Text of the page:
When the Edmonton Oilers miss the playoffs for a sixth straight season, fans will be able to look at losses like the inexcusable 4-2 defeat they suffered against the Phoenix Coyotes Thursday as a reason why.
And when fans look at the reasons for losses like this one, assuming they’re able to stop guzzling from that big jug of Kool-Aid they were drinking so deeply from in October, they’ll realize this team, despite a remarkable first 14 games to this season, isn’t yet ready to make a serious push for a playoff spot and that there’s still a lot of work to do in the rebuild.
The Oilers, a 9-3-2 start now a distant speck in the rear-view mirror of a bandwagon upside down and on fire in the ditch after two wins in the last nine games, do not yet possess the personnel, experience, cohesiveness or gamesmanship required to be playoff contenders in the Western Conference.
That’s not necessarily unexpected, or at least it shouldn’t be, given the circumstances. This is a team, after all, just 31 games removed from its second consecutive 30th-place finish. It is, putting aside the big tease of October that had some people scrambling to get ahead of themselves, the truth.
You can handle the truth, right?
NOT READY YET
Yes, there are some wonderful pieces to the rebuild puzzle in Taylor Hall, Ryan Nugent-Hopkins and Jordan Eberle. And there’s plenty of reason for fans to be excited about the brimming potential, which they gave everybody a sneak peak of when they were hanging around first place in the Western Conference. The future looks bright. The future has not yet arrived.
Teams with the personnel, experience and gamesmanship to contend walk into Jobing.Com Arena Thursday and seize the moment. After four days to rest and heal, they jump on a weary opponent that lost 4-1 in Anaheim the night before and push the pace and dictate the tempo until that team, the Coyotes, collectively says "Not tonight" and folds up. They pack two points in their bags and jump a jet for San Jose. No excuses. There was absolutely no reason not to.
Did you see anything resembling that kind of collective will and sense of timing against the Coyotes? Who, outside Hall and some sporadic bursts from the third line early, played with jump? Who played with smarts? Who played with savvy? With resolve?
Contenders who do that don’t have to lament the terrible goal allowed by Devan Dubnyk that made it 4-2. They don’t need a laughable goaltender interference call on Ray Whitney that disallowed a Phoenix goal to stay close. They come out and put their opponent away early.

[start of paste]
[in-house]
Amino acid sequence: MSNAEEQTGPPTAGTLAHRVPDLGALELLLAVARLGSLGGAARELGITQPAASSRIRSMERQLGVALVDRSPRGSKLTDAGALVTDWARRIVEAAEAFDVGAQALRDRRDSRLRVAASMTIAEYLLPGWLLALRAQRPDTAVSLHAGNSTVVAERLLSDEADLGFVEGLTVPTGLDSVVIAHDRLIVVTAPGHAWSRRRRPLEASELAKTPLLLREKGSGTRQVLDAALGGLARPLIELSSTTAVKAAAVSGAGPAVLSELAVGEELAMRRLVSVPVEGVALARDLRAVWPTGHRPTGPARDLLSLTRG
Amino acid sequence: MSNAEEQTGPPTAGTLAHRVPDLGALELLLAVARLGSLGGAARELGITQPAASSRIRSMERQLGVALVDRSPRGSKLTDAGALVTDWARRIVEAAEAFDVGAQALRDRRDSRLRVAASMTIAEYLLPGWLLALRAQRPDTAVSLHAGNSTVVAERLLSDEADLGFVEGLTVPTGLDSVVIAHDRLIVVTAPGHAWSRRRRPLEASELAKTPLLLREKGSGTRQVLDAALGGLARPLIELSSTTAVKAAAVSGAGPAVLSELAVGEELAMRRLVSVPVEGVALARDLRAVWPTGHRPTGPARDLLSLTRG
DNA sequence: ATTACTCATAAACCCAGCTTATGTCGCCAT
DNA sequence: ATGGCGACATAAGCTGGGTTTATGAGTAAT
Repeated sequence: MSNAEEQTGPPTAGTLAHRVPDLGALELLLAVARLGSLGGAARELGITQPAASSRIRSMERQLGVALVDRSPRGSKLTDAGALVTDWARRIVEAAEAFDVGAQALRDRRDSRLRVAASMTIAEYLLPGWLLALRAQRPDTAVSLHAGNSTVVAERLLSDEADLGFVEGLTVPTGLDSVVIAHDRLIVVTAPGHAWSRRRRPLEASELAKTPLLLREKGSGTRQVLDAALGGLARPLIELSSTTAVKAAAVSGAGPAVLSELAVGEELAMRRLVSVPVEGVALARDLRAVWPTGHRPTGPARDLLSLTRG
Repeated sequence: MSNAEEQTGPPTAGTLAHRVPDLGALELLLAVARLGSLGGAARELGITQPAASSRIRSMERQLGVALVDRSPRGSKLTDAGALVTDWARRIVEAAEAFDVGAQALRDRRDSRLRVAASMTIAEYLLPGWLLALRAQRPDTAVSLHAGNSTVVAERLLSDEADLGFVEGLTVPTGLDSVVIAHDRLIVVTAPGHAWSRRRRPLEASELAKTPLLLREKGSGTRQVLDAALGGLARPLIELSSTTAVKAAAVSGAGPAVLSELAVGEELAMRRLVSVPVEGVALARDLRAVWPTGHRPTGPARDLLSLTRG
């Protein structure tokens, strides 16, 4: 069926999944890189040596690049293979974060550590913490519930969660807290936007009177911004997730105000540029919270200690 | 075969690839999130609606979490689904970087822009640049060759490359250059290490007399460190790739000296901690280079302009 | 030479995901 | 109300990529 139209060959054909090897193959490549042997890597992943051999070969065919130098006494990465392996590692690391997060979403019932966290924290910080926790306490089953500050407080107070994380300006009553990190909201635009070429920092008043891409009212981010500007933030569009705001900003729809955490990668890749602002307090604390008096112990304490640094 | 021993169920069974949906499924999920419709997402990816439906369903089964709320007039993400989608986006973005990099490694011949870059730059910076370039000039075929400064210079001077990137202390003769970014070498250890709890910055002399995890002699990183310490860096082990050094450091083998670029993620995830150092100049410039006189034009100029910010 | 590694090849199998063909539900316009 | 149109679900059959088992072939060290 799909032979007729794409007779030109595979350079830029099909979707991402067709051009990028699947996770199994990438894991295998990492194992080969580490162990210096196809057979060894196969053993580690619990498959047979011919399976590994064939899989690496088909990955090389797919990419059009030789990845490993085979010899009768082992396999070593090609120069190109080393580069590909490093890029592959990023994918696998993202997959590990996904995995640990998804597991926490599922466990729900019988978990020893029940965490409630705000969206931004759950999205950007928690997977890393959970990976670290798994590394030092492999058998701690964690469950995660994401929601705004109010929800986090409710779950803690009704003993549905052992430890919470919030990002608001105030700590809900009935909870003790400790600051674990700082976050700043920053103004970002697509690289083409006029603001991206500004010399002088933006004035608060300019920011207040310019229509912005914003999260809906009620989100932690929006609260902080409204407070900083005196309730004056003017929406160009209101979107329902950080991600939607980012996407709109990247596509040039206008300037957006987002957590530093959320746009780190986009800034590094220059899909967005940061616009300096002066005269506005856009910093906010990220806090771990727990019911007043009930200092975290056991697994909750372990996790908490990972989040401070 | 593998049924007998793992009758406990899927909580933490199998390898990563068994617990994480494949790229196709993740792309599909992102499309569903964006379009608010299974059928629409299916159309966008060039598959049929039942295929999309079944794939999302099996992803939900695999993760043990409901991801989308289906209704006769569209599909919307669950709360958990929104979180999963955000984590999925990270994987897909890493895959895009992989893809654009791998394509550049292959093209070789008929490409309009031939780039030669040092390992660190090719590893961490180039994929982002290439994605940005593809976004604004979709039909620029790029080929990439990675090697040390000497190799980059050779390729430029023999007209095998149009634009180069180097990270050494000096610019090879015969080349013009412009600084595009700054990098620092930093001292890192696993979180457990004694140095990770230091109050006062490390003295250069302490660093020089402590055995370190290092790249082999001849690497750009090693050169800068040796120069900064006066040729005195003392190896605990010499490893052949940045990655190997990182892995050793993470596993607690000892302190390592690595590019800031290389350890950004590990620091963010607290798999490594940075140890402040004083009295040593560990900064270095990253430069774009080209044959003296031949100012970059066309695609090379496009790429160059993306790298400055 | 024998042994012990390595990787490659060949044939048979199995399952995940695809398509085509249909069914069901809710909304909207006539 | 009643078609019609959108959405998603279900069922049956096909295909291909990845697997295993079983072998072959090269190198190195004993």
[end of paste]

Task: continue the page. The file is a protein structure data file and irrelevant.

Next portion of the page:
BACK TO EARTH
For all the high-fiving among the long suffering faithful to start the season, and nobody is denying people who buy the tickets and the jerseys that, did anybody really – really – think the Oilers were as good as their record in the first 14 games? Even those with their lips stained blue and the goggles on had to know better, didn’t they? Didn’t you?
Likewise, the Oilers aren’t as bad as they’ve looked in the 17 games they have played since then. This is a better team than the one that finished dead-last the previous two seasons. This team won’t finish last. It likely won’t be a lottery team.
This team has more jam than it showed against Phoenix. It has more going on upstairs than it showed. It has some pieces to build around. But it does not have the wherewithal – call it gamesmanship or whatever you want — to seize the moment that presented itself Thursday, and that’s why those pieces do not comprise a contending team, yet.
If you look at the standings today, the Oilers are sitting in 12th place with a record of 14-14-3. That’s where a lot of people, including fans with a grasp of reality, picked them to finish this season.
Strip away the ridiculously good start and put the misery of these last 17 games in context, and the Oilers are what most people thought they were – a team unquestionably on the rise, but a work in progress.
Get your heads around that.
Listen to Robin Brownlee Wednesdays and Thursdays from 3 p.m. to 5 p.m. on the Jason Gregor Show on TEAM 1260.